The vision of the Beacon Food Forest is to change the way the public thinks and relates to its food. To curb poor nutrition, prevent food waste, enhance general education, and grow free and sustainable food for all, the food forest has finally become a reality. Thankfully, the evolvement is not alone. Several other areas are beginning to plant dedicated forests for public use.
The Beacon Food Forest will cover seven acres within city limits, offering everything from plum, apple, and walnut trees, to bushes, herbs, and vegetables. The goal is to re-create an eco-system of a real forest with food-bearing varieties at different heights.
Image Credit / beaconfoodforest.weebly.com
Hardworking members of the community group have already planted about 35 trees, and also have completed a large amount of landscaping and irrigation work, according to Glen Herlihy, one of the creators. The forest is now open, with plants to start producing food next year, beginning with herbs, vegetables, and annuals.
It’s an exciting advancement which has inspired a variety of groups to take part in. Because it’s a community project, it will include community gardening plots, a teaching space, barbeque spot, and recreational areas to cater to all.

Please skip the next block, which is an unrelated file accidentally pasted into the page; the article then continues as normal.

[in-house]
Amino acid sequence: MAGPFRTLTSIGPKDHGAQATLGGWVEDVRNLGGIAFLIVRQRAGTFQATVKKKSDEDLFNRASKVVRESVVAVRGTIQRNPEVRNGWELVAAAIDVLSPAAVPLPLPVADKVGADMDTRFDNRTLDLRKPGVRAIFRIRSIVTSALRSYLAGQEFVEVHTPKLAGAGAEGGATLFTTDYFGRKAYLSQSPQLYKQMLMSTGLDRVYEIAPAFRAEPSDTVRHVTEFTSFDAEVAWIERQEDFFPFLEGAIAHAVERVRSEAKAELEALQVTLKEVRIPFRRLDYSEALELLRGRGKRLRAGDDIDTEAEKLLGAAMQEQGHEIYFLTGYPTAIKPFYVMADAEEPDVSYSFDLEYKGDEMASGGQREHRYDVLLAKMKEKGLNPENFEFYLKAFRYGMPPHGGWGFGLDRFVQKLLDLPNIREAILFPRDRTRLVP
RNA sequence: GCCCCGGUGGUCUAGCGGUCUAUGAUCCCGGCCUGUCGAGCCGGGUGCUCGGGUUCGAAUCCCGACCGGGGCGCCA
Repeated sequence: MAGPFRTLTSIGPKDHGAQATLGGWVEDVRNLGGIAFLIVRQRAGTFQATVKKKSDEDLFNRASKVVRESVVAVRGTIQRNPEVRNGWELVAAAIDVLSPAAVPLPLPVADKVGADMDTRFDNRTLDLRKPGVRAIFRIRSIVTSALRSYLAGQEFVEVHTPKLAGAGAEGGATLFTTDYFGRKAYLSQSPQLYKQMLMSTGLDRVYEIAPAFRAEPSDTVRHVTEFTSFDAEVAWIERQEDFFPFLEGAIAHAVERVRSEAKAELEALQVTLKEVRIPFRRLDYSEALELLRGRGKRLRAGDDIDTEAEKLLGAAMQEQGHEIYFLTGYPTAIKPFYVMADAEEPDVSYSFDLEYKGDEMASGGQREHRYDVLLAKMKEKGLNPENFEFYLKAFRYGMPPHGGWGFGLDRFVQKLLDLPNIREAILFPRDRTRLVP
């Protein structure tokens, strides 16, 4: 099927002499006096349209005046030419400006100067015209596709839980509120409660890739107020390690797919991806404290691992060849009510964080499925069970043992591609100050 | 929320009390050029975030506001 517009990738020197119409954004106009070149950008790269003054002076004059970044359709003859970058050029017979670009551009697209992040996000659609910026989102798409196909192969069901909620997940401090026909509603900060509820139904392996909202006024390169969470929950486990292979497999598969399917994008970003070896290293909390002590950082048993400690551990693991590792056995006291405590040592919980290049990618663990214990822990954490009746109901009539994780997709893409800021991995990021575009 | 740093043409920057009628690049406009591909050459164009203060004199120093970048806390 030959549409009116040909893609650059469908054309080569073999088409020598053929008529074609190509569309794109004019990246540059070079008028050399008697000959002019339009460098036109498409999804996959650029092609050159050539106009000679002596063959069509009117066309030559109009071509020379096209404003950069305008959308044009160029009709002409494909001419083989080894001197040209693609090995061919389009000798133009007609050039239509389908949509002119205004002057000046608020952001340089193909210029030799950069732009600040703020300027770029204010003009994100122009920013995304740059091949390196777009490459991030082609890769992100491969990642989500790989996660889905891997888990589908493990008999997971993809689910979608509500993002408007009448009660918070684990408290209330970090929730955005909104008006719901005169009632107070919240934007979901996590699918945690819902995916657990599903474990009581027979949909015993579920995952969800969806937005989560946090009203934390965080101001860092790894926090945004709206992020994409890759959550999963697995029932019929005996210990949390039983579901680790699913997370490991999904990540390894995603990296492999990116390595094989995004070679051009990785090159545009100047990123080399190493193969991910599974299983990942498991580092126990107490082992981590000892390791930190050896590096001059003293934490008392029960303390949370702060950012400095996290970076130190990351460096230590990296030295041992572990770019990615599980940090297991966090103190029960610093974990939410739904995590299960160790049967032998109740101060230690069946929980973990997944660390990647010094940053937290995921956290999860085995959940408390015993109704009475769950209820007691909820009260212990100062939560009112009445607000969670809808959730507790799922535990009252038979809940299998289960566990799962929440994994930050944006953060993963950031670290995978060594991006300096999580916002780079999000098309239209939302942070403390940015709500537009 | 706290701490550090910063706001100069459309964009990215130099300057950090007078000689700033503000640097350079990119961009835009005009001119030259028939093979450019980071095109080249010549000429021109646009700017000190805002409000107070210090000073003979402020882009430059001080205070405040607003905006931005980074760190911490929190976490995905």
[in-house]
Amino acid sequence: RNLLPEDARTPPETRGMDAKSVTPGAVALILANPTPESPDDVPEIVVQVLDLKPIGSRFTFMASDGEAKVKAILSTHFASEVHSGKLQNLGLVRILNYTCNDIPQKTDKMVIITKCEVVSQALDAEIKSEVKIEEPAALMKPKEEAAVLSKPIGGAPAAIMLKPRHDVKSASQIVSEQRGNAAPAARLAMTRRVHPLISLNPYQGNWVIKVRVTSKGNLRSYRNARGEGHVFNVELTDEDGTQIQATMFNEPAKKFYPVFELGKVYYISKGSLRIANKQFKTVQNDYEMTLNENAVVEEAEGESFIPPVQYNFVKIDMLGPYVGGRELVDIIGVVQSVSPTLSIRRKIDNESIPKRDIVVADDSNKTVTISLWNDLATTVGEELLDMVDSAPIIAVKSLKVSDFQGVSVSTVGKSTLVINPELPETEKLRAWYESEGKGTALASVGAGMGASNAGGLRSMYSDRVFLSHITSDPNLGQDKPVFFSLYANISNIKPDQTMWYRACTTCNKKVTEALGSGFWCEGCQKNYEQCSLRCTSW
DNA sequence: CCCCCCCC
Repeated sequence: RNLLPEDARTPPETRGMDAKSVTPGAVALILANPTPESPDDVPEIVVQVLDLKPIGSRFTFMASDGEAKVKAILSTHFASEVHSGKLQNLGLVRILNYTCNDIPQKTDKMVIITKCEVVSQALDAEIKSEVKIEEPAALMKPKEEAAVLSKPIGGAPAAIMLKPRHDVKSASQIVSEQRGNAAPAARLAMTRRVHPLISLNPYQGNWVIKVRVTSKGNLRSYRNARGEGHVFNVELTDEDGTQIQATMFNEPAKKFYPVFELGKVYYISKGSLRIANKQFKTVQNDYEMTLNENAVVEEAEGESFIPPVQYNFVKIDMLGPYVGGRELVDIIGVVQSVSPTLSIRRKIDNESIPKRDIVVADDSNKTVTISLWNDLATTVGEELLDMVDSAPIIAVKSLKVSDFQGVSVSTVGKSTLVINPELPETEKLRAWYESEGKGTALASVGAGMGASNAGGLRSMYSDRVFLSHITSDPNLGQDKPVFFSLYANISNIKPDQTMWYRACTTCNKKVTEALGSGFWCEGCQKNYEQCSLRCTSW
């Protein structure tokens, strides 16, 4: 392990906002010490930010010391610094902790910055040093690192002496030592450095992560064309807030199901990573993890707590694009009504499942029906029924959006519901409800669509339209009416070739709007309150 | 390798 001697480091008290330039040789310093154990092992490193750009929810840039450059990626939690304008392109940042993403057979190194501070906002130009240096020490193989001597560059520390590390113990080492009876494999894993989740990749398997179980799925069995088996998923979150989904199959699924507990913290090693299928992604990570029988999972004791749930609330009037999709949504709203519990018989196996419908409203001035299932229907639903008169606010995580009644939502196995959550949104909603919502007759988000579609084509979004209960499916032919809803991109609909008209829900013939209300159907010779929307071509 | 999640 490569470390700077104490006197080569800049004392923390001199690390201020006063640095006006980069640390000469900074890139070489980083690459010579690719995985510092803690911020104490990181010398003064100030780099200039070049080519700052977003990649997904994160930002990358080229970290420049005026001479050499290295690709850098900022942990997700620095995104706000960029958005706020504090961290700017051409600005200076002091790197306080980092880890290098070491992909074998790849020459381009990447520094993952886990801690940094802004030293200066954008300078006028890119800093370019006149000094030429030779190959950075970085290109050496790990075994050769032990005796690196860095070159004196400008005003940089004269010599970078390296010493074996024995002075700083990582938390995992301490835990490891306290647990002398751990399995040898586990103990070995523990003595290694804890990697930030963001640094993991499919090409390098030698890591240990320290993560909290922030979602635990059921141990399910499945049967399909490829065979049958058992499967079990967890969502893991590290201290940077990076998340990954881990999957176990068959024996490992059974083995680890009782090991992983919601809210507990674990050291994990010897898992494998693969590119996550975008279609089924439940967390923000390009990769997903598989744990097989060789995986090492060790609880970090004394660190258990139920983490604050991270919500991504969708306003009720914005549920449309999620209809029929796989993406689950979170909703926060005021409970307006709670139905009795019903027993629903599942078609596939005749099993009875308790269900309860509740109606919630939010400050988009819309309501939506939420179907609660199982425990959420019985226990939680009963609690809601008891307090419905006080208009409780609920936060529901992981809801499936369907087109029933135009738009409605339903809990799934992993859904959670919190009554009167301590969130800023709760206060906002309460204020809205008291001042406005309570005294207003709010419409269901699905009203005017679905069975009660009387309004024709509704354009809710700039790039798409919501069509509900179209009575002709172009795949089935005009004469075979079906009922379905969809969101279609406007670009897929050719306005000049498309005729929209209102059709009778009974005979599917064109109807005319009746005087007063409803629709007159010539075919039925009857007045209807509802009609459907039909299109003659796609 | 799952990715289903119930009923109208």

Herlihy hopes visitors will practice ‘ethical harvesting’–taking what they need, or what they can eat right away. But for those feeling greedy, there will be a “thieves garden” containing lower-grade products. “We also plan to have a lot of people around, so you’re not going to feel comfortable taking a lot of stuff” he added.
The optimistic view from Herlihy and other group members is that the forest could eventually produce “quite a bit of food”, and he hopes it will be a place where the community can come together.
A positive development for individuals of all ages, the food forest can help people reconnect to nature, support a forest that will feed others, and enhance one’s personal well-being and nutrition by consuming fresh, botanical foods.
“People are learning where they can find food about the place,” he says, referring to foraging in general. “That’s a good thing. Better than it going to waste”.
Hopefully in the future other cities will follow suit; creating food ecosystems will support the local economy, promote preventative health, and allow an educational space for all to reconnect with nature and continue sustaining the Earth.